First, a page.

Home >> Tag Archives: Blood banking/transfusion (See also Phlebotomy) —

Tag Archives: Blood banking/transfusion (See also Phlebotomy) —

Transfusion medicine checklist: Record and other requirements updated in new release

August 2018—One new requirement and several modified requirements in the CAP transfusion medicine checklist are part of the new edition of CAP accreditation program checklists released this month. In work led by the CAP Council on Accreditation, the checklists are examined anew and revised yearly, where needed. In transfusion medicine, the changes this year center on computer crossmatches, record retention, forward/reverse typing, and ABO group and Rh(D) type verification.

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With hemolysis, tackling the rush with the reasoning

May 2018—First a journey. Then sometimes a vigorous shake. Little wonder that red blood cells hemolyze. “Red blood cells don’t like to be stressed,” says Kathleen Finnegan, MT(ASCP)SH, phlebotomy training program director at Stony Brook University School of Technology and Management, New York. She instructs her students to avoid stressing the RBCs by skipping what she calls the “martini shake” (CLSI recommends five to 10 tube inversions), using a needle that is the right size, and not using a syringe for transfer but instead a transfer device. “So it’s gentle,” she says.

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AABB seeks comments on form to streamline transfusion adverse reaction reporting

January 2018—The AABB is seeking comments by March 30 on its common transfusion reaction reporting form, the seven pages of which are presented online at www.bit.ly/AABB-reportform. The fillable PDF form is intended to be used by hospitals and blood centers to communicate information about transfusion reactions to the blood supplier, particularly when there are multiple suppliers to the hospital transfusion service.

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New rays on blood safety

March 2017—The language of blood banking experts, as they talk about irradiators, transfers easily to a car dealership. How reliable are the newer models? Are you willing to replace it every 10 years or so? Do you keep running it until it dies? What parts are likely to burn out? What will repairs run? And then the word “terrorism” pops up.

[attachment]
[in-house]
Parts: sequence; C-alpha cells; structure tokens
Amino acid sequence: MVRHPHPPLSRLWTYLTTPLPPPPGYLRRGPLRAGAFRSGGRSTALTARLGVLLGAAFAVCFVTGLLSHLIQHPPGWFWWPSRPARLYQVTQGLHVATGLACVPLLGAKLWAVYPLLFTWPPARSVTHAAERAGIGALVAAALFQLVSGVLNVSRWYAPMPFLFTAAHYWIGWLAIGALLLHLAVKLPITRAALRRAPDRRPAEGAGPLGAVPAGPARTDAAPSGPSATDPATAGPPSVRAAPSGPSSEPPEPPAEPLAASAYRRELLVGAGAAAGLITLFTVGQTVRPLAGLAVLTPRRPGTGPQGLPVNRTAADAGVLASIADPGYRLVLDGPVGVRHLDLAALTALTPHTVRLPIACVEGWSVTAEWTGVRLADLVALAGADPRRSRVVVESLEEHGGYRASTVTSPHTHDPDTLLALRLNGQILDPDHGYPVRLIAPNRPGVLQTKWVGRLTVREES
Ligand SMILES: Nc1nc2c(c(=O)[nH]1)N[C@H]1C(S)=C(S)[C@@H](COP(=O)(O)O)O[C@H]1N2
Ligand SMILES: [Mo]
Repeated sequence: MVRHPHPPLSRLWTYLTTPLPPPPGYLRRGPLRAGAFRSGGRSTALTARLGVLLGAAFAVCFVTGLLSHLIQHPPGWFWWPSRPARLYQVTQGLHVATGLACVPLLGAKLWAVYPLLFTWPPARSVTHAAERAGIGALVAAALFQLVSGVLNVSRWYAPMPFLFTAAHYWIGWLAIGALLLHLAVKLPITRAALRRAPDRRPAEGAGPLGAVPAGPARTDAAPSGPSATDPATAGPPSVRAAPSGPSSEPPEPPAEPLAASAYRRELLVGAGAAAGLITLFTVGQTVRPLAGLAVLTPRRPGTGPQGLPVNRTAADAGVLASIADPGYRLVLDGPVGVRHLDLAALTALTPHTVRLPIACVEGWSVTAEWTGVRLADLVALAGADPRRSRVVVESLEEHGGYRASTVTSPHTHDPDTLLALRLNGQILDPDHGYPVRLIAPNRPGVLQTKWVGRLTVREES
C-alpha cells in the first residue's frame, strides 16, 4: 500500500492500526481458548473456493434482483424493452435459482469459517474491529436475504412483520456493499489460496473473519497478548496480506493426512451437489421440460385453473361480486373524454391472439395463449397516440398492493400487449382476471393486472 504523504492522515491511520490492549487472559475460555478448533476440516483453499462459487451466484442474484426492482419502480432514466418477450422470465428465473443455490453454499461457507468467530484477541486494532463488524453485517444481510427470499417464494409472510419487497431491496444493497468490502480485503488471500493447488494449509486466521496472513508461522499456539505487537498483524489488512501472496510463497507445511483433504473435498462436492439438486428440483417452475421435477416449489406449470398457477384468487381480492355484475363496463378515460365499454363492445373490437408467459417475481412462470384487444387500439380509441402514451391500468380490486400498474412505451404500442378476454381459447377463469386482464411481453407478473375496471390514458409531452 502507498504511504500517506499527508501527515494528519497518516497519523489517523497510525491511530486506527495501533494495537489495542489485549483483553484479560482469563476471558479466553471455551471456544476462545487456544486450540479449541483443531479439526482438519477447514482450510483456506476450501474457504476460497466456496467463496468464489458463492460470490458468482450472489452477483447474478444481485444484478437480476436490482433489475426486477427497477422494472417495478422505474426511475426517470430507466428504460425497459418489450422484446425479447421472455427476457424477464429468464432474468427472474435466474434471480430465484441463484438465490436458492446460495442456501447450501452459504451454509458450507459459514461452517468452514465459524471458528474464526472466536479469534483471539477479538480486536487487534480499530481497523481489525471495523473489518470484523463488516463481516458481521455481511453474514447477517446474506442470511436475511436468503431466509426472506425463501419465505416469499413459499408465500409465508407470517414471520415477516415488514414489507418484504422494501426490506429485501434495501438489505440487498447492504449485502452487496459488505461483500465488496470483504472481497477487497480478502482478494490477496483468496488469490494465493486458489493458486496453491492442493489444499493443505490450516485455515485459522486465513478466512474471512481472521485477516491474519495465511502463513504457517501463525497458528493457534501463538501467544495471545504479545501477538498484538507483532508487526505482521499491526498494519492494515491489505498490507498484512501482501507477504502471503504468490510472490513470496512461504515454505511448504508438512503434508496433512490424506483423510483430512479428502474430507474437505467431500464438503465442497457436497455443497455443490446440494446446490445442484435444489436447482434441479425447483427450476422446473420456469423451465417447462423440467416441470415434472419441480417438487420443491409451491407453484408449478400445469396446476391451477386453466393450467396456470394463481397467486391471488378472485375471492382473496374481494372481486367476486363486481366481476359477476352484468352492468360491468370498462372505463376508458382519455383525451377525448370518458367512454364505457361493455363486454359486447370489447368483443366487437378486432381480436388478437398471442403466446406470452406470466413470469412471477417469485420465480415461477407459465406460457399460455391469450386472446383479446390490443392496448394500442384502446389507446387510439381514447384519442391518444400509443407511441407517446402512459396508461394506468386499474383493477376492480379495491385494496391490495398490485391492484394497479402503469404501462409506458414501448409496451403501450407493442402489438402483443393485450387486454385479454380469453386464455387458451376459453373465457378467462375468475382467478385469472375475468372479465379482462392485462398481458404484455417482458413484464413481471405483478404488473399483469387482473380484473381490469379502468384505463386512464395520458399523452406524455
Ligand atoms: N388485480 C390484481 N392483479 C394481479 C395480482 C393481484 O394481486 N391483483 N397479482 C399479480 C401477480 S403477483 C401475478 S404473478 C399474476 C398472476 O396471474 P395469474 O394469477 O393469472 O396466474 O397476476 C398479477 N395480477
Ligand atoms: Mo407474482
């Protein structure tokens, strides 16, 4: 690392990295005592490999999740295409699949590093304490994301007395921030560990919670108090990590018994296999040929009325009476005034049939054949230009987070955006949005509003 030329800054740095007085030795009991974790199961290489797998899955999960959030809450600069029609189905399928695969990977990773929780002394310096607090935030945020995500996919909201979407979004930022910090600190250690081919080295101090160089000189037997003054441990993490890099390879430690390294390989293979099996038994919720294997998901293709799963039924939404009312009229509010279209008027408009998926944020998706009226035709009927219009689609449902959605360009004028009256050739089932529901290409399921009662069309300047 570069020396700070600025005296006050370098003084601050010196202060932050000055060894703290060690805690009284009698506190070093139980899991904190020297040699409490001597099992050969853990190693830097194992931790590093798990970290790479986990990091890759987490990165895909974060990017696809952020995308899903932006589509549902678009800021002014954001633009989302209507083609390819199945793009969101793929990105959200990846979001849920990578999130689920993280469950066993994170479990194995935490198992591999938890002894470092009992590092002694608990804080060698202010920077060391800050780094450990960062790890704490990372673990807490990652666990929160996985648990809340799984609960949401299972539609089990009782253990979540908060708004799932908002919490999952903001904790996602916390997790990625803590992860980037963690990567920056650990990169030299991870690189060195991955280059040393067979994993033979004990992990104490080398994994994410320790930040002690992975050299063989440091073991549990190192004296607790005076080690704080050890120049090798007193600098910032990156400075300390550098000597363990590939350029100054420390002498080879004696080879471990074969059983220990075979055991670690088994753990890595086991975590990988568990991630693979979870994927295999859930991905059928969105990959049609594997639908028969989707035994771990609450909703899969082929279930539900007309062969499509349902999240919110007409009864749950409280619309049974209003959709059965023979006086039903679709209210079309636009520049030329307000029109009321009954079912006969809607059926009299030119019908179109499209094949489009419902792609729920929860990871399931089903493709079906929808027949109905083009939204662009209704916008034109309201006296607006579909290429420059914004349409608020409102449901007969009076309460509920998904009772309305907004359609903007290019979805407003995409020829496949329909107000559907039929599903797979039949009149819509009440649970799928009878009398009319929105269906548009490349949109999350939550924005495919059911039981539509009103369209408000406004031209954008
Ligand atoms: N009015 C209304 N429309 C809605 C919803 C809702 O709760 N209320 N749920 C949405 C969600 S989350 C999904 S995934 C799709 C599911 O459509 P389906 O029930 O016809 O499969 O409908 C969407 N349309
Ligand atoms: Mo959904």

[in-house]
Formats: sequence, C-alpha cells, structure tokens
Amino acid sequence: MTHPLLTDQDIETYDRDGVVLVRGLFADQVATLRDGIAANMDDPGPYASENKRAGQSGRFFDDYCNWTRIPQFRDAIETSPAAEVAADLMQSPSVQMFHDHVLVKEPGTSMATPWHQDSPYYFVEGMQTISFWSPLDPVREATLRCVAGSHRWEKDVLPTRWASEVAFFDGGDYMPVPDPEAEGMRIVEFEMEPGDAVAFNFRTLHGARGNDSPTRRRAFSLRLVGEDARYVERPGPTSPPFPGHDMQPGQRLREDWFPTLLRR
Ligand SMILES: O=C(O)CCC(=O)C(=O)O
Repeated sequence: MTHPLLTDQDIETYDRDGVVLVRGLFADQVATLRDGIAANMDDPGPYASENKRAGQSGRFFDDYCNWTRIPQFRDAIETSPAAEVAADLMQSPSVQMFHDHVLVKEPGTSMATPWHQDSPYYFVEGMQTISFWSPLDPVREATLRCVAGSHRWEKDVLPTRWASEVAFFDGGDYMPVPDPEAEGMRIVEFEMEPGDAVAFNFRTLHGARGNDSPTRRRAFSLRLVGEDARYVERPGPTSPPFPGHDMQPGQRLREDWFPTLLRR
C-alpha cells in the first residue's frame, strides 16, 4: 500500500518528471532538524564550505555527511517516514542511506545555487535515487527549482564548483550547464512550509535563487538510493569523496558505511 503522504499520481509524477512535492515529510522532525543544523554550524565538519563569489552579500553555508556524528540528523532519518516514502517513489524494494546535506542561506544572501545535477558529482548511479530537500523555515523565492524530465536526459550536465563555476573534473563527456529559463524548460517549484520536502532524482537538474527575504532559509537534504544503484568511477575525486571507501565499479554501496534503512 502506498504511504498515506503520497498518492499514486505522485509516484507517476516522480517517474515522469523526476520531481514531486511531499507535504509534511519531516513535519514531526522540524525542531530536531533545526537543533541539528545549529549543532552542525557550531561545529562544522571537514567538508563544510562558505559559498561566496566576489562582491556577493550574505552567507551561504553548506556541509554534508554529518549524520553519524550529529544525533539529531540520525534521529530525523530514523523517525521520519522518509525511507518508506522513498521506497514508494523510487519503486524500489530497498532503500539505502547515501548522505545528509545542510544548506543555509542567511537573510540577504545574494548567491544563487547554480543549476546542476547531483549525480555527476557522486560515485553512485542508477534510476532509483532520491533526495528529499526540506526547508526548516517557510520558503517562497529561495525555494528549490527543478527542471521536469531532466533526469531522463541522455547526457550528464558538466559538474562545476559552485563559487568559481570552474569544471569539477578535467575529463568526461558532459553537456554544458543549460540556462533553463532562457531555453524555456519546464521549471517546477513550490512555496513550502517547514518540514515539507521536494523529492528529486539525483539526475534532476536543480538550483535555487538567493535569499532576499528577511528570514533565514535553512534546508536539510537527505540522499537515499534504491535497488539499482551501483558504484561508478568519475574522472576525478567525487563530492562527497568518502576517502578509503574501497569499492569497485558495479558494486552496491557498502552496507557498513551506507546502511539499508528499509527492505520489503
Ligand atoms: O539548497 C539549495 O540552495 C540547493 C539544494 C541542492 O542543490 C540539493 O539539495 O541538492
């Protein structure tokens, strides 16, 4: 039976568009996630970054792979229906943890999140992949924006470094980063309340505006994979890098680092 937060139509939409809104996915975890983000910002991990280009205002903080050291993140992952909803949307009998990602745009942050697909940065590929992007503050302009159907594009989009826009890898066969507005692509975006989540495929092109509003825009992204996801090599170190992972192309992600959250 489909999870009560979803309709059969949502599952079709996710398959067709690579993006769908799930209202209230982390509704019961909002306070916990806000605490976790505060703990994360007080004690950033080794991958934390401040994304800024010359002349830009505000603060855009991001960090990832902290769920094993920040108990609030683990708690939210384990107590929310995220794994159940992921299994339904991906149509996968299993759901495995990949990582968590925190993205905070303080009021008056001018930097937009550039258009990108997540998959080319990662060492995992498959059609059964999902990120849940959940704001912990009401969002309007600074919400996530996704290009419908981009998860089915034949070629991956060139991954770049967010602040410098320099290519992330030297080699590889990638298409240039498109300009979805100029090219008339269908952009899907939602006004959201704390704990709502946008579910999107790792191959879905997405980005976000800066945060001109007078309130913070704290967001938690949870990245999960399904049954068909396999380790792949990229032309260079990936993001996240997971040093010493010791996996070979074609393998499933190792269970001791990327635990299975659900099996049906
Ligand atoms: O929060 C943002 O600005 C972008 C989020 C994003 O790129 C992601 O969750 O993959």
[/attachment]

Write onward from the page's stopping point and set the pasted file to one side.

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Blood bank: On guard against daratumumab interference

October 2016—As fans of spycraft know, offensive counterintelligence can include an arsenal of strategies: initiating a diversion, sowing confusion, creating false identities—anything that makes another party believe something that isn’t true. If the cancer treatment drug daratumumab were capable of deceptive intent, it might be accused of all those ploys when it comes to interfering with blood transfusion crossmatching. The reason: For patients receiving daratumumab, marketed as Darzalex by Janssen Pharmaceuticals, antibody testing for transfusion is subject to erratic false-positives, often leaving transfusion services confused, uncertain, and on hold.

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Mislabeling, wrong-blood-in-tube errors rare but there

November 2015—Blood is thicker than water, the saying goes. And thanks to a recent Q‑Probes, the rates of mislabeled specimens submitted for ABO blood typing and of wrong-blood-in-tube errors are now as clear as water. The mislabeling rate hasn’t changed much since a similar Q‑Probes study was performed in 2007. The 2015 Q‑Probes, “Blood Bank Safety Practices,” reviewed 41,333 specimens and found that 306, or 0.74 percent, were mislabeled. The previous study looked at 112,112 specimens, of which 1,258, or 1.12 percent, were mislabeled.

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Groups urge phase-in of RHD genotyping

October 2015—It may not be quite like boxing frogs or herding cats. But gaining broad consensus on a laboratory medicine practice can be difficult, especially where multiple organizations must agree. A new joint statement on RHD genotyping by the CAP and the AABB, plus four other organizations, shows that such consensus is possible, however, even where it involves a laboratory medicine practice in place for more than 50 years—especially when advances in molecular testing are offering a solution to a problem.

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